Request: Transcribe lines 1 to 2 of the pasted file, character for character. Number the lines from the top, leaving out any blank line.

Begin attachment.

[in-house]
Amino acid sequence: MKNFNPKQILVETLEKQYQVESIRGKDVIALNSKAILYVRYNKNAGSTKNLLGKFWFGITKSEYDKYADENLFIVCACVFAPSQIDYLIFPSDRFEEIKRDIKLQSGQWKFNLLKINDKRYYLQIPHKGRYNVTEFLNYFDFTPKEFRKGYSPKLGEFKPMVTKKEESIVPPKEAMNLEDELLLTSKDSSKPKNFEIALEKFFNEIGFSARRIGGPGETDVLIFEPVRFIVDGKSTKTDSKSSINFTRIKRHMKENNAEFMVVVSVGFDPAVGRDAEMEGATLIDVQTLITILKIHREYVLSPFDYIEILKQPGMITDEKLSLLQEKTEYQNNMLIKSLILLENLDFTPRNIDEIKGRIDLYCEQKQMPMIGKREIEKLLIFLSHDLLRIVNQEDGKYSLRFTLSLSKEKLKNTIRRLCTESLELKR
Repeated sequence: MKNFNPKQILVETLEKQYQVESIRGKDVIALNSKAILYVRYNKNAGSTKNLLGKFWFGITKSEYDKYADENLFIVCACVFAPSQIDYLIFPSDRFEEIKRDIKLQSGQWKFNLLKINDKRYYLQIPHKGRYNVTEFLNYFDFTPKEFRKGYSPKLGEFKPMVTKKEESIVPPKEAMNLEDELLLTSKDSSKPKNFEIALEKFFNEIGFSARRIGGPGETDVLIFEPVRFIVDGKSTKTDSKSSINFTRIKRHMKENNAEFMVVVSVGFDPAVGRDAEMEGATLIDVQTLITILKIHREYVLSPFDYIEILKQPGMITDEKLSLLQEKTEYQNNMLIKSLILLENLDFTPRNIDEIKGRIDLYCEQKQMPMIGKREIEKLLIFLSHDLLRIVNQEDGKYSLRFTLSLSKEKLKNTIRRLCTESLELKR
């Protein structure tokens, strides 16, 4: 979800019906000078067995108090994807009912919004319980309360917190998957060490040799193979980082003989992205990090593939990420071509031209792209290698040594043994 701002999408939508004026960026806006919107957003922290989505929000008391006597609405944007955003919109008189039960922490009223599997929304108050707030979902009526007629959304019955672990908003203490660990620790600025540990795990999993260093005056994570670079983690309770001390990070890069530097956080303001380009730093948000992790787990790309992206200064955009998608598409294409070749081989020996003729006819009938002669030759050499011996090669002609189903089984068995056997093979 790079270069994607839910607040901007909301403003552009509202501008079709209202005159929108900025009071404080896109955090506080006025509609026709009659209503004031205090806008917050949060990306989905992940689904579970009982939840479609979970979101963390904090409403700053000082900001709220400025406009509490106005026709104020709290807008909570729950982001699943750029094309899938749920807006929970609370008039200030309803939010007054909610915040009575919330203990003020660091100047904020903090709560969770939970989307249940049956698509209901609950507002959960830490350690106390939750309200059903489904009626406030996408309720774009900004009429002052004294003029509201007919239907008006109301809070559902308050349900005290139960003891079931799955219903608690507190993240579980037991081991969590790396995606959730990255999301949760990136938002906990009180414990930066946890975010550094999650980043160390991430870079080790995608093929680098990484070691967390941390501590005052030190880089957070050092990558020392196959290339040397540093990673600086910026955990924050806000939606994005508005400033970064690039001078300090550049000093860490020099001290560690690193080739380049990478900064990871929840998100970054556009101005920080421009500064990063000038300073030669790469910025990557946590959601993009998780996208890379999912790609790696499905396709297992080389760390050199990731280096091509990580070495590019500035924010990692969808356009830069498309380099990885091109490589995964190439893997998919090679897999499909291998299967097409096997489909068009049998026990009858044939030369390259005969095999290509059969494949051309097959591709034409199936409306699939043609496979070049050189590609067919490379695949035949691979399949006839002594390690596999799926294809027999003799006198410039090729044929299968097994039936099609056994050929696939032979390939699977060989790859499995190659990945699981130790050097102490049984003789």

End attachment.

[in-house]
Amino acid sequence: MKNFNPKQILVETLEKQYQVESIRGKDVIALNSKAILYVRYNKNAGSTKNLLGKFWFGITKSEYDKYADENLFIVCACVFAPSQIDYLIFPSDRFEEIKRDIKLQSGQWKFNLLKINDKRYYLQIPHKGRYNVTEFLNYFDFTPKEFRKGYSPKLGEFKPMVTKKEESIVPPKEAMNLEDELLLTSKDSSKPKNFEIALEKFFNEIGFSARRIGGPGETDVLIFEPVRFIVDGKSTKTDSKSSINFTRIKRHMKENNAEFMVVVSVGFDPAVGRDAEMEGATLIDVQTLITILKIHREYVLSPFDYIEILKQPGMITDEKLSLLQEKTEYQNNMLIKSLILLENLDFTPRNIDEIKGRIDLYCEQKQMPMIGKREIEKLLIFLSHDLLRIVNQEDGKYSLRFTLSLSKEKLKNTIRRLCTESLELKR